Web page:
Let’s say you’re traveling around the beaches of sunny Costa Rica but you’re also worried about that test or job interview you have two weeks later in Boston. On your Kindle you can keep a collection of short stories to read in a restaurant while lunching alone, but you can also carry around all these programming books, books about climate change, about brain surgery, etc. You only have to be creative and responsible, and understand that traveling doesn’t mean to postpone your plans of becoming a professional. In fact, I bet there are studies that say that you remember more the things you learned while sitting on the grass, than the ones you try to learn while locking yourself in your room, right? #fingerscrossed
Literature as a travel guide
I read an article once in The New York Times about how to use literature as a travel guide, focusing on the masterpiece Joseph Brodsky’s Watermark and the city of Venice. You can take a road trip around Latin America while reading One Hundred Years of Solitude or fall asleep in modern, clean Paris while reading of the dirty, messy Paris of Les Miserables. As with culture, you learn to understand these works better while reading them in the places that inspired them. And it also works for re-reading: Have you ever read Shakespeare while in London before seeing the very same play at the Globe Theatre?
The New York Times did another recent article and an interactive map, tracing Oliver Twist’s London. Read: How to Use a Novel as a Guidebook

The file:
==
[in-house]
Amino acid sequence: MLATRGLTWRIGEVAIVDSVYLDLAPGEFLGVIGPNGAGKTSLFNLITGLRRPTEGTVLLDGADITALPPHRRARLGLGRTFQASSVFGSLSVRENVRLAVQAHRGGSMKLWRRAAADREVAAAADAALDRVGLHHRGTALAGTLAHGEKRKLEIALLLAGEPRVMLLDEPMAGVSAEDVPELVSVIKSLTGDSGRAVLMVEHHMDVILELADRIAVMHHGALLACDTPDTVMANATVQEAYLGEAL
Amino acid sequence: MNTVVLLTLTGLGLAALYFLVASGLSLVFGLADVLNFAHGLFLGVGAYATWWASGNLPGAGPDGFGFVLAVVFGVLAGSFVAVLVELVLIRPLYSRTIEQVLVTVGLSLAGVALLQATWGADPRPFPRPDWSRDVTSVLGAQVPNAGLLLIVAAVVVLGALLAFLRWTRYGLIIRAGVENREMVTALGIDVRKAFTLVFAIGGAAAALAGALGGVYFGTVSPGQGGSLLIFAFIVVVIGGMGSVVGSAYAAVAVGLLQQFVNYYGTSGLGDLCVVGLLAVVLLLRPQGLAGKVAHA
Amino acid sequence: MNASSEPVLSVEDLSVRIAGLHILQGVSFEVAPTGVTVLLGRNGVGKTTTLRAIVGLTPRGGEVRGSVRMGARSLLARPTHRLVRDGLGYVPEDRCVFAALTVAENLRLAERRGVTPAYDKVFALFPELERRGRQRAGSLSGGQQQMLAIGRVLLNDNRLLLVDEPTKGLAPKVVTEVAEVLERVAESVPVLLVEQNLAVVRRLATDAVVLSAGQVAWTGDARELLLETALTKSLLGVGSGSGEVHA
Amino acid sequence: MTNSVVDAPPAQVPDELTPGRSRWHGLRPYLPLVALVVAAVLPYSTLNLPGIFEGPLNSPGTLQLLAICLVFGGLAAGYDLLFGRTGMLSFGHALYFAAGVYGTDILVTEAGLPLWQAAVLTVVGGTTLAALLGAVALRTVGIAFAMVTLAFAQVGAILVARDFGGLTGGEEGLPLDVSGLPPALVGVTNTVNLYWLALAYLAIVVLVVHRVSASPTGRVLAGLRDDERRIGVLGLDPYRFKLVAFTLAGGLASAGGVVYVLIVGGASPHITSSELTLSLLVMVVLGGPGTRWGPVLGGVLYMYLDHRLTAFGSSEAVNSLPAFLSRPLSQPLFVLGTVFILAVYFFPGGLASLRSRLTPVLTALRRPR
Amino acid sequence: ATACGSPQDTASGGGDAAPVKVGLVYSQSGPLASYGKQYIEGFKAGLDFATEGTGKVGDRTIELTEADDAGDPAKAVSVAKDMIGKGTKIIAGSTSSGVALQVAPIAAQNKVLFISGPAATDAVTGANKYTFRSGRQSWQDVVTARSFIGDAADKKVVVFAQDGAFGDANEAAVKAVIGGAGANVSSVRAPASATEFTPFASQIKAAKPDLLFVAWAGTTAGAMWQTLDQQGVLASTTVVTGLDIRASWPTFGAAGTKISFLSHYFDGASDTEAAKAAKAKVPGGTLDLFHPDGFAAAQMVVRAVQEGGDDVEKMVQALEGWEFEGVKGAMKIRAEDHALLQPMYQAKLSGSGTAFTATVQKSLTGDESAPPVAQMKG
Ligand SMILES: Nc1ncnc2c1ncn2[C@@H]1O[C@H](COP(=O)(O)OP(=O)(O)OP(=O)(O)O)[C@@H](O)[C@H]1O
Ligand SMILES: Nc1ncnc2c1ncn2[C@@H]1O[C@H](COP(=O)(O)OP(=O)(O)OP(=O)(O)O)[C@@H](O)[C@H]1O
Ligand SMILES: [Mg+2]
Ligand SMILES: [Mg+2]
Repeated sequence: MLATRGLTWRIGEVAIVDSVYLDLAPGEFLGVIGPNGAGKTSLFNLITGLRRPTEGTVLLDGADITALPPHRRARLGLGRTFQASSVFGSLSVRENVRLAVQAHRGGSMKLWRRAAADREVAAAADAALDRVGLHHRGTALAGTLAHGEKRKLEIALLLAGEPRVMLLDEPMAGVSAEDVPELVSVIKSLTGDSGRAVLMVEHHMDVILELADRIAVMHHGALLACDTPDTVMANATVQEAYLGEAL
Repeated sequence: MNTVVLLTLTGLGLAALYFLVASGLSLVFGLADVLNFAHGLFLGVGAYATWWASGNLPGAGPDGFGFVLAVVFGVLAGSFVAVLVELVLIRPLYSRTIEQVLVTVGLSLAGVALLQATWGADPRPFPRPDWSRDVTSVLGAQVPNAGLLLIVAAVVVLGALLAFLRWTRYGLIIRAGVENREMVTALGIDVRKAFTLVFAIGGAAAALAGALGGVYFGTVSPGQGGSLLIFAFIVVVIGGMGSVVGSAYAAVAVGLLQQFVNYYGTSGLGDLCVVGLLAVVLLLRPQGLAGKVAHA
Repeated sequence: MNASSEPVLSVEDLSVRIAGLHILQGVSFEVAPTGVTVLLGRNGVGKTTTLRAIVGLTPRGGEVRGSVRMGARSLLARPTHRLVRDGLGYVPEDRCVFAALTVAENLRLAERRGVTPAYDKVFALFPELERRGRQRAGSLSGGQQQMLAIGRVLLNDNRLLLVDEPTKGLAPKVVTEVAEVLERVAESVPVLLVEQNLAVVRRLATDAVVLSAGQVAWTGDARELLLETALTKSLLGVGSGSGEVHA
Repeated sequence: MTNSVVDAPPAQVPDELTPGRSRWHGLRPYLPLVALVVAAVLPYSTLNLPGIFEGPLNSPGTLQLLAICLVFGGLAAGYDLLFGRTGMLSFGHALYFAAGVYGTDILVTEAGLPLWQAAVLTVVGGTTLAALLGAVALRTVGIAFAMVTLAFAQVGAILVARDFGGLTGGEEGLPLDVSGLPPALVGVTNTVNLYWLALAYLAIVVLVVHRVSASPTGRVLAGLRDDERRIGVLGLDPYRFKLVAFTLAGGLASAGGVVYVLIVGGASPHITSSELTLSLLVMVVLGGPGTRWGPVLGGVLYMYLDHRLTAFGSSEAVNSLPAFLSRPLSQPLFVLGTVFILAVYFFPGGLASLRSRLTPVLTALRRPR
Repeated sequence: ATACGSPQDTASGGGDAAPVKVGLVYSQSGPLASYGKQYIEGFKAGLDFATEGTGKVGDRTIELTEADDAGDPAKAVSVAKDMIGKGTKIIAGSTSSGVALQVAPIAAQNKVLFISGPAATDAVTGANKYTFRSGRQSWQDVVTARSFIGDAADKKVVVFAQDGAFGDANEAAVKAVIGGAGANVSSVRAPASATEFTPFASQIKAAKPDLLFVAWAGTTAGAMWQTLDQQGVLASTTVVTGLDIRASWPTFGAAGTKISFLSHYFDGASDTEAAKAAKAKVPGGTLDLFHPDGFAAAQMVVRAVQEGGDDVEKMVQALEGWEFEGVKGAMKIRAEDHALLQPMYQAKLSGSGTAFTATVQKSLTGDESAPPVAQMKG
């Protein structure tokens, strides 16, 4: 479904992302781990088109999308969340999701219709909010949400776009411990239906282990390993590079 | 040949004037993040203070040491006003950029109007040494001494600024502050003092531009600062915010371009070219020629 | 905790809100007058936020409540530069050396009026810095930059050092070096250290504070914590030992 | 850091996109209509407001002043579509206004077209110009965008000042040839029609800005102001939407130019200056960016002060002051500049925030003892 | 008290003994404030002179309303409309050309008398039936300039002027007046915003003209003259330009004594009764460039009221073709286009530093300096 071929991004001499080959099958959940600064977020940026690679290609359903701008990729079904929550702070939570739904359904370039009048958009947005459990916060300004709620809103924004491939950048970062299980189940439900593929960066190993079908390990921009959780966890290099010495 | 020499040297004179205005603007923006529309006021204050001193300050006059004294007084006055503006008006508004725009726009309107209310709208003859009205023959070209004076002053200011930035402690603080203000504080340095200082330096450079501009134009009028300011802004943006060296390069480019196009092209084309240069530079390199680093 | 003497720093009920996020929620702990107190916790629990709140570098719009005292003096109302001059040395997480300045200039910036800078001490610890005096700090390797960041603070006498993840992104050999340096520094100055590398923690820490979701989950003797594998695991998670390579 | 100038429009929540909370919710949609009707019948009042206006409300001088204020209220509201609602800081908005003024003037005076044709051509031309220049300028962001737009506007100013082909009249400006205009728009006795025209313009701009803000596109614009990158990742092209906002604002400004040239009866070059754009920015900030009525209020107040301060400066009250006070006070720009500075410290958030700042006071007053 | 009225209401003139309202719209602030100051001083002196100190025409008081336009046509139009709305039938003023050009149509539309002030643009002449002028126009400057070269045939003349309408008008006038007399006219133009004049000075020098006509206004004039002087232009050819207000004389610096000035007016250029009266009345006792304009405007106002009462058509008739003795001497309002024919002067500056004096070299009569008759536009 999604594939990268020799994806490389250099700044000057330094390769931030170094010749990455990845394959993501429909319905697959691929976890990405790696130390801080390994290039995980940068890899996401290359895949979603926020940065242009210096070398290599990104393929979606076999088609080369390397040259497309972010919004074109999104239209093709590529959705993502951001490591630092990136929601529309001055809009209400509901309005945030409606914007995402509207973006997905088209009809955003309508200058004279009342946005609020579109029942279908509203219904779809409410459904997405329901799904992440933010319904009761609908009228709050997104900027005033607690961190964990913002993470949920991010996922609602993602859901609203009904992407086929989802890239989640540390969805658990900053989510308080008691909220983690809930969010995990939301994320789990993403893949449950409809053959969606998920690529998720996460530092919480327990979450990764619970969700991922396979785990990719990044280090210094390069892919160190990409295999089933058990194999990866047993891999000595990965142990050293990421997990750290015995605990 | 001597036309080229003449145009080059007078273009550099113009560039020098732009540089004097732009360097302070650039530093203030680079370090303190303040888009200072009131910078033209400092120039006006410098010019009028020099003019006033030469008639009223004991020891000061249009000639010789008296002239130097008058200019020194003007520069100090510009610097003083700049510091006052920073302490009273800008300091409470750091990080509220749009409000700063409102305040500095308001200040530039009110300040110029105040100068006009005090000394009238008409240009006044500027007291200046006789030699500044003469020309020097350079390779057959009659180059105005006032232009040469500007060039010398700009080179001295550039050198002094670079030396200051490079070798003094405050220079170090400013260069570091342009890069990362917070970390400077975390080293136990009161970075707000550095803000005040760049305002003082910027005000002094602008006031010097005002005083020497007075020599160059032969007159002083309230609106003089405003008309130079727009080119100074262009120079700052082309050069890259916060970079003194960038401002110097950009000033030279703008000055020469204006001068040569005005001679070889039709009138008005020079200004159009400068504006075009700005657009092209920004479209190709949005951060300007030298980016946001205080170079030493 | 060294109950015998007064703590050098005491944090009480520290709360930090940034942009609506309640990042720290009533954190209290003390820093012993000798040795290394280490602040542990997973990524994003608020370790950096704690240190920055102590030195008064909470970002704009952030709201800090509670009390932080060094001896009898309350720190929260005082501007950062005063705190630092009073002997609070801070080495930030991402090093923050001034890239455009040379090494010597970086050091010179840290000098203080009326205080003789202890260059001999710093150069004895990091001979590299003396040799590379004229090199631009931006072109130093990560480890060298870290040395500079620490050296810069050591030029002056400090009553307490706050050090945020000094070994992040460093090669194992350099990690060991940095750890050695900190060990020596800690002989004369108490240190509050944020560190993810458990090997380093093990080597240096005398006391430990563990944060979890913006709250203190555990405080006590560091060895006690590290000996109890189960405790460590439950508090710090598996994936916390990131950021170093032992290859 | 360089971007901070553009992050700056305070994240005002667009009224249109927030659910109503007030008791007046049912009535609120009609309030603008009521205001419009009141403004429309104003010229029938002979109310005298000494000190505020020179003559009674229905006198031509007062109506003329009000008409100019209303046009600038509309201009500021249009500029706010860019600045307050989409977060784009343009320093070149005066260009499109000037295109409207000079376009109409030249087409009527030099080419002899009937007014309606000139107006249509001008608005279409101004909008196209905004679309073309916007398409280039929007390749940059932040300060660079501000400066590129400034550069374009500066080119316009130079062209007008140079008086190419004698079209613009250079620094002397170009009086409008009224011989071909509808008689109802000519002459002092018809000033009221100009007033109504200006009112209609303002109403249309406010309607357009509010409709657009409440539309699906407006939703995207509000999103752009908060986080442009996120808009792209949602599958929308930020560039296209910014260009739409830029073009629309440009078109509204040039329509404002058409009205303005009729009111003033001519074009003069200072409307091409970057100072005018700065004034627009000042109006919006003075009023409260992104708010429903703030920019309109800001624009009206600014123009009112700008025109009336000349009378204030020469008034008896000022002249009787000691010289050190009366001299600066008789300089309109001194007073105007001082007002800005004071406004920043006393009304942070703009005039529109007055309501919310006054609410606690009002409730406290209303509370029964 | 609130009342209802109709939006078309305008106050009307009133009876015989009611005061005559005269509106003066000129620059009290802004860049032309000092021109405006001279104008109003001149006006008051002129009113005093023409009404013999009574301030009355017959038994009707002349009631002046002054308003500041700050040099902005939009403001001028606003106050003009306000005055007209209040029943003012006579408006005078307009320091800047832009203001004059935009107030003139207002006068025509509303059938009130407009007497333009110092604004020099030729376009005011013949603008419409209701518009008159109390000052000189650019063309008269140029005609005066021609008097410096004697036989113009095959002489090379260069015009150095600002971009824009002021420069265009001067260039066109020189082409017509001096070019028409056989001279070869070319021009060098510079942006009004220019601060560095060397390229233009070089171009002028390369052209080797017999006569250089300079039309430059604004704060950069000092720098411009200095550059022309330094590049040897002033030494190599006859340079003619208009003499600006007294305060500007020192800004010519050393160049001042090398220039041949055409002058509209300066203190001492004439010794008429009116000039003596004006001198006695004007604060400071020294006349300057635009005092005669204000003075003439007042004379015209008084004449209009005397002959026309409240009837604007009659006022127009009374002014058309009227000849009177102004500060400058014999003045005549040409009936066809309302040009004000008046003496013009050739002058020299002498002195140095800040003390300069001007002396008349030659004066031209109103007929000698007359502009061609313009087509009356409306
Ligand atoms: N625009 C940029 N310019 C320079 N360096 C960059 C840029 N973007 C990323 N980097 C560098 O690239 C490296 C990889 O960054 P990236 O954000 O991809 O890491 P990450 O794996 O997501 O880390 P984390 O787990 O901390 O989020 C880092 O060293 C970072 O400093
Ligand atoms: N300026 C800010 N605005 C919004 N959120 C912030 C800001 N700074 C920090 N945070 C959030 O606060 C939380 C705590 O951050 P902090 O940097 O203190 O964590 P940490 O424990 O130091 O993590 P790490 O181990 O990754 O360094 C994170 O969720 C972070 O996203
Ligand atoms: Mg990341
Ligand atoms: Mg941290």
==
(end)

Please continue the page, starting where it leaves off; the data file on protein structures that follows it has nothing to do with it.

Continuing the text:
Books in your mother tongue – or the language you need
I’ve been living in Germany for a while and one of the things that really drives me crazy is buying books in English. You can spend hours and hours looking at the two shelves with Dan Brown and Stephen King and – even when I like some of their books – still feel that there is nothing there for you. With a Kindle, you can get the books in your mother tongue a few days after they’ve been released. Of course, I don’t want translators to go out of work, but nothing like reading a book in the language it was written. And this also works for those of us who are slowly learning a new language, some children books in German or Haruki Murakami in a version of both English and Japanese boosts your language learning process and helps you practice the language while traveling. Again, there’s got to be research out there that says you learn a language better when you speak it daily…